Some lumber to be erected into an essay.
Plank 1 “The present king of France.” This is phrase much beloved for thinking about by (Anglo-American) philosophers, because there is no such animal.
But there used to be. In fact, the kings of France were the ultimate feudal lords, the area around Paris having been the very birth place and center of pure feudalism, and the French kings the most successful agglomerators of feudal power. (I suppose the Hapsburgs might share that title, but they were less pure.)
The fact that the present king of France doesn’t exist indicates just how completely feudalism is gone, gone, gone, even if traces survive all over the place.
Plank 2 “The present value of money (or the almighty dollar – take your pick).” Will future philosophers like this phrase for its equal lack of meaning? My guess is yes. When? Sooner than you would expect. Likewise it would have been very hard in the reign of Louis the XIV, the Sun King, to predict that his successor once removed would be removed from the throne, the throne also removed, and finally the king’s head removed. It is true that a century after Louis XIV’s death, a couple of his great-great-great grandsons were restored to the restored throne, and monarchy in all its forms was not utterly denuded of meaning in France until another 56 years had passed and the Prussians had occupied Paris. But history moves faster now. Hang onto your hats (and heads).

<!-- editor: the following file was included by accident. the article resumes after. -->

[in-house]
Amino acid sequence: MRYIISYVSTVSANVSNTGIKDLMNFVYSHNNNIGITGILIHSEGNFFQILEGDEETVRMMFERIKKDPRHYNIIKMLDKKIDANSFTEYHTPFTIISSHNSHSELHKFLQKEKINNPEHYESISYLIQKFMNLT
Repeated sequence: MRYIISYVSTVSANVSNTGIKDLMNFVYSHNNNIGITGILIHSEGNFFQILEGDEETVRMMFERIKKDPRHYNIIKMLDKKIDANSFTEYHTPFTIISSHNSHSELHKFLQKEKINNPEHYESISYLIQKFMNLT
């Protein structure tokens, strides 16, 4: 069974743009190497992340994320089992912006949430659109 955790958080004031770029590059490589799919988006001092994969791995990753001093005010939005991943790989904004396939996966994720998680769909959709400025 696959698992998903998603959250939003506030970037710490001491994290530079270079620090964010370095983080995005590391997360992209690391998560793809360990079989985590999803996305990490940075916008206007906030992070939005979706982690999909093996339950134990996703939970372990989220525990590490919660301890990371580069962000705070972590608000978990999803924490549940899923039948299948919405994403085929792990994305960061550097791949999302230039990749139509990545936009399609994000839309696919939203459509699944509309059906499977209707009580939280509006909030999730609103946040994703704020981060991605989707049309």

Plank 3 What will replace money is of course attention, directly, and just that. (See my recent openness paper for an example.) In the meantime, like the Sun King’s palace of mirrors at Versailles, we have now entered what I call the “dream life of money.” The power of money and the method of its accumulation now devolve into separate channels, and there is nothing the federal reserve can do about it. More and more, money tracks attention. But if you have attention, in addition to banking whatever money you get from your fans in the conventional ways (but see below), you also bank the attention in the minds of those very fans, ready to be drawn on very fluidly in the future.